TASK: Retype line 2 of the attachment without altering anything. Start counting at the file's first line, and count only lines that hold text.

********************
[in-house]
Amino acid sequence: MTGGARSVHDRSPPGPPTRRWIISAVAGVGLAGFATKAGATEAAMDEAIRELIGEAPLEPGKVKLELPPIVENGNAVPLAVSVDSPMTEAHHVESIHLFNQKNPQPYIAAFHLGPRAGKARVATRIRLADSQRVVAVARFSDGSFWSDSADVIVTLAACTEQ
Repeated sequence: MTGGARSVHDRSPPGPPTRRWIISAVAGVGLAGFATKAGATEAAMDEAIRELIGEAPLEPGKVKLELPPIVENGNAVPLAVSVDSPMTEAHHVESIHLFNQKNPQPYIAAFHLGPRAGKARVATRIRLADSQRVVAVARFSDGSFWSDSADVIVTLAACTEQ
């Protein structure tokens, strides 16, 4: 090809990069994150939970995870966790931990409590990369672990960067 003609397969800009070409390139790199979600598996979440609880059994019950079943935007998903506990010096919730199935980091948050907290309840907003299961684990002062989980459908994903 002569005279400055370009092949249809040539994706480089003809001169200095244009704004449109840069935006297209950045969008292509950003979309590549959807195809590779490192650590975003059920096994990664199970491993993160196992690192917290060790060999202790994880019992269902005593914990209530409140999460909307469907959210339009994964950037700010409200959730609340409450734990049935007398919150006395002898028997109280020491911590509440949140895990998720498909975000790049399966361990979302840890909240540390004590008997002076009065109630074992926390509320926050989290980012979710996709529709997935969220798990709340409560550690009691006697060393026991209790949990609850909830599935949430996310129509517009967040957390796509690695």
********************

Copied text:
Amino acid sequence: MTGGARSVHDRSPPGPPTRRWIISAVAGVGLAGFATKAGATEAAMDEAIRELIGEAPLEPGKVKLELPPIVENGNAVPLAVSVDSPMTEAHHVESIHLFNQKNPQPYIAAFHLGPRAGKARVATRIRLADSQRVVAVARFSDGSFWSDSADVIVTLAACTEQ